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Cohen, Brian Learn More +

Cohen, Brian
Brian Cohen is an established professional luthier, having made over 500 instruments since 1972. Having started out making and repairing guitars in South Africa in 1974 he travelled to the U.K. David Rubio gave his advice and suppport generously and freely over the years, and Brian did also work for him on occasions as an 'outworker'.After starting out in East Finchley, London, in 1974, he ran his own studio in London near the Portobello Road, then moved to a shared workshop in the Early Music Centre, founded by Anthony Rooley in 1976, where he shared the workshop space with many other makers, including Norman Myall, Bob Eyland, Norman Reed, Maish Weisman, Michael Sprake, Steven Murphy, Neil Hansford, Klaus Jacobsen and others. During this period, a tremendous amount of research was being done by all the makers into the authentic construction of lutes, theorboes, early guitars of all sorts, gambas etc, and the atmosphere of the centre generated an enthusiasm amongst the makers there to produce the best instruments around. He made the first modern reconstruction at this time of the earlest surviving 'vihuela', with a fluted vaulted back instrument based on an original by Belchior Dias, 1581, which itself is similar in construction to the 'Chambure' vihela. Over the next decades he made many lutes, theorboes, chittarone, violas da gamba, violins and cellos, etc, including an accurate copy of the ivory 'liuto attiorbato' by Sellas commissioned by Toyohiko Satoh. However, throughout this period, he always continued to develop and build fine classical guitars.In 1979, he set up another workshop in South London, where he concentrated not only on classical guitars but also researched classical Italian violin making techniques, and in 1986 won the prestigious Crafts Council Award, for cello construction, the only cello maker to have done so. He then went on to win the Silver Medal in the Manchester International Cello Festival in 1990, and the 'bowed strings' still have a substantial part in the annual output. He is also a member the 'Crafts Council Selected Makers' Index.He moved out into the countryside of Surrey in 1987, then into the centre of Guildford in 1997, renovating an old building, known as the 'Old Glassworks', where he now makes, restores and deals in all manner of stringed instruments, specializing in fine and rare guitars.In 1991 Brian was approached by Julian Bream to make a precise physical and acoustic copy of the 1940 Hauser 1 - this relationship continued for some years, and by 1996 Bream had commissioned some 8 guitars from Cohen. He learned a tremendous amount from Julian, mainly to do with the precise calibration and tuning of the wood prior and during construction, a method which he subsequently further developed and worked into a system now in use in all his guitars, which he calls 'Dynamic Resonance'. Cohen is mentioned by Jose Romanillos in his 'Torres' book as a maker in the 'Torres style'.He works in a very traditional manner, and any 19th C guitar maker stepping into Cohen's workshop today would instantly recognize the tools, materials, techniques and methods of making currently employed, to the extent that still in daily use is an original 19th C treadle circular saw, a treadle lathe, and countless original fine hand tools. Some handtools originally belonging to David Rubio are also still in daily use making guitars. It is only by working the woods directly by hand in the traditonal methods with virtually no 'machining' that the authentic and full potential of the wood can be realized. He specializes in making unique rosettes for each guitar, with the 'long grain' showing, and this made possible by using these original tools.Many players of world renown are playing on, and have played on, Brian Cohen's guitars in concerts, recordings, and performances of all types. The guitars are known for their lightness, easy action, dynamic range, and they are just a real pleasure to play.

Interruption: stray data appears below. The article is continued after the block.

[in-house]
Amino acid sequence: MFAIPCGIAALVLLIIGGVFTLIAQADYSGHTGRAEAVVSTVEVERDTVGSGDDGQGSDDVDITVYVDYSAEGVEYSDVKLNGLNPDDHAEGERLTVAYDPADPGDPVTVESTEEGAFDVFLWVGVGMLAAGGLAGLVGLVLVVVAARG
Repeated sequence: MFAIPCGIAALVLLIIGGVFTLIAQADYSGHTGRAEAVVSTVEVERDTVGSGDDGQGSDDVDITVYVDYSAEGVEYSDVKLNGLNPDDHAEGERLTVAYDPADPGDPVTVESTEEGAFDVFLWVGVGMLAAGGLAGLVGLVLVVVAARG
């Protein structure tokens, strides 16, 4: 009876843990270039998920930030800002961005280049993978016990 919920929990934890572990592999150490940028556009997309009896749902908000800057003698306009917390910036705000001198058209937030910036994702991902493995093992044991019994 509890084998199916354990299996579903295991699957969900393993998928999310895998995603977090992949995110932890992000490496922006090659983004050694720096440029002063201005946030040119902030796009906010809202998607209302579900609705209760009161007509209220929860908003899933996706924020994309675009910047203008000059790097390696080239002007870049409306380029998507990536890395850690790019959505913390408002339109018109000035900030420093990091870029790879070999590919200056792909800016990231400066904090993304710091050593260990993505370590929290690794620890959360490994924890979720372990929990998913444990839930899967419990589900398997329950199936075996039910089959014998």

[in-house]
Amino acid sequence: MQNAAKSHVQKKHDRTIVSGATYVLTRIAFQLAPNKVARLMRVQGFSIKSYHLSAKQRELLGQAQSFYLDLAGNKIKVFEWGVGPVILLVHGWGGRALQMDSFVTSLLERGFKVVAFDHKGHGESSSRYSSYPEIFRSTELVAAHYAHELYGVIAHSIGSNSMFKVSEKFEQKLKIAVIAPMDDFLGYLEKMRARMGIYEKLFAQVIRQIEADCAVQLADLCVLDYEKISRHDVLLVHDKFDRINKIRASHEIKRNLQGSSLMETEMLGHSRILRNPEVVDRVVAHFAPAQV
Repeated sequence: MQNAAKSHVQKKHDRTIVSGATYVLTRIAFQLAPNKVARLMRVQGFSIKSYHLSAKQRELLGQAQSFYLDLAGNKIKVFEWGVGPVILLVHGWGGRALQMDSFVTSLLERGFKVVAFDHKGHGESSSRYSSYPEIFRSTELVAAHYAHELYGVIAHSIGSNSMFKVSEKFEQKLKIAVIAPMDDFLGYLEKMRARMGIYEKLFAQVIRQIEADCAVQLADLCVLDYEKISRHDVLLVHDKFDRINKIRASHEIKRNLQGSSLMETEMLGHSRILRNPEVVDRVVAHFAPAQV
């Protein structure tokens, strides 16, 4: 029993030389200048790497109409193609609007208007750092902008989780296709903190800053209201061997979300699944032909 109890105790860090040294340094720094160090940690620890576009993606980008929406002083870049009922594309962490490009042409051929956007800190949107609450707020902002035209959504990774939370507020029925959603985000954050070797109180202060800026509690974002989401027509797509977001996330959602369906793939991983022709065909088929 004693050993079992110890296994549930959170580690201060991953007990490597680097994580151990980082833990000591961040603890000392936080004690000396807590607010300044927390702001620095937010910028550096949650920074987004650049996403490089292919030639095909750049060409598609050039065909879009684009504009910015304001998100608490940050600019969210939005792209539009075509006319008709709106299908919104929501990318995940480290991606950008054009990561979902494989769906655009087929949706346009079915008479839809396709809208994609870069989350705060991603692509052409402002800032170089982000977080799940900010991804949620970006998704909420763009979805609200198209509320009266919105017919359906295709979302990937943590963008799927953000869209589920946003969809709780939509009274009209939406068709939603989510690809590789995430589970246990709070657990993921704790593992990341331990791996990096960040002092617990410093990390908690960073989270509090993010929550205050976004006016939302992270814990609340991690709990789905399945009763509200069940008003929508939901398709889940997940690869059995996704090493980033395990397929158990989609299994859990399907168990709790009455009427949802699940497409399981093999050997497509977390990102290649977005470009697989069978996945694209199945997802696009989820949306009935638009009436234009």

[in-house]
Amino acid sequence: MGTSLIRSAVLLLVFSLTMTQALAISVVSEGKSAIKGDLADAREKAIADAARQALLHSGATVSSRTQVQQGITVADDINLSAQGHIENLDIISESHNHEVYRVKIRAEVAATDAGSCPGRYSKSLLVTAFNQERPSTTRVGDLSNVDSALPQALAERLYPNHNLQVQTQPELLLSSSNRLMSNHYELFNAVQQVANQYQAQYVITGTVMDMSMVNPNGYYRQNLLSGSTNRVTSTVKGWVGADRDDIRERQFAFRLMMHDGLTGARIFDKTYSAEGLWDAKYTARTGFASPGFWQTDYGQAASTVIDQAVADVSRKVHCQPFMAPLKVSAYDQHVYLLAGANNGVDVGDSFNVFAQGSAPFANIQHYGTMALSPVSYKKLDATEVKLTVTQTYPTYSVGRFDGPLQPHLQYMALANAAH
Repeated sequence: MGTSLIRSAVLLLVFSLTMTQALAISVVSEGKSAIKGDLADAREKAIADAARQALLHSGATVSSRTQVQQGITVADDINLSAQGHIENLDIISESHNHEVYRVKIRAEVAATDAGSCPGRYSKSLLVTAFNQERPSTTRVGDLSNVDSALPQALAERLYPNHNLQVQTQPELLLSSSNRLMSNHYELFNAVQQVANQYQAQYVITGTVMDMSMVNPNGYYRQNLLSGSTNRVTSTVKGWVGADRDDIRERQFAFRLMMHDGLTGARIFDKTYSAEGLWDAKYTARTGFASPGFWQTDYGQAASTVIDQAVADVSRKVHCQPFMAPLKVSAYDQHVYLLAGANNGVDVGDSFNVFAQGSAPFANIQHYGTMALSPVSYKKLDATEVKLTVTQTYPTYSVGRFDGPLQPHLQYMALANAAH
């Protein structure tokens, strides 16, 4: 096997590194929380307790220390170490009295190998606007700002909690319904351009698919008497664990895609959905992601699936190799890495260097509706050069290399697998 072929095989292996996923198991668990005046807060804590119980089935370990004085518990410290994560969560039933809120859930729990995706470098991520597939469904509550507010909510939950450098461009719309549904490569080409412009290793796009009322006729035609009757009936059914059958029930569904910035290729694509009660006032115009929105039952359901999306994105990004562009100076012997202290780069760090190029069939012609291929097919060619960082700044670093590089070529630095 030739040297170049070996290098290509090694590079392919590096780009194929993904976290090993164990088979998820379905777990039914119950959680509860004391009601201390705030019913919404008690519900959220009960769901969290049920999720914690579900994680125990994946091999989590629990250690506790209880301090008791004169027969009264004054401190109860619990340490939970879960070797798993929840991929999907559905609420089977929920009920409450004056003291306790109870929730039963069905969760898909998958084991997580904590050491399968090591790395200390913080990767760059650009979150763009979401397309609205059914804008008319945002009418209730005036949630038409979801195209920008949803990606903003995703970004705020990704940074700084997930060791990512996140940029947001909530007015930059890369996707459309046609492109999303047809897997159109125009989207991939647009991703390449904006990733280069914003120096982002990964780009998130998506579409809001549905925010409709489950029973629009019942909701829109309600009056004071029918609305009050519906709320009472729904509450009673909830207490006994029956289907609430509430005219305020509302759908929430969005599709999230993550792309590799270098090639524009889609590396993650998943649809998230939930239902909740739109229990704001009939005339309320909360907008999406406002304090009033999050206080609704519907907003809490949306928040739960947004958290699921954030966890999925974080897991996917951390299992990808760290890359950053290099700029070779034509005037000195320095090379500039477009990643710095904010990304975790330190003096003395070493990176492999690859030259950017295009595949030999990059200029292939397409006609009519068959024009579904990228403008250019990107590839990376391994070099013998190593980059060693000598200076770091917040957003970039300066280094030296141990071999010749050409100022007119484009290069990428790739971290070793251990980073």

Surrey, United Kingdom
Julian Bream
Concert, Hauser, Model A, Model B, Model S, Model T, 000, Archtop
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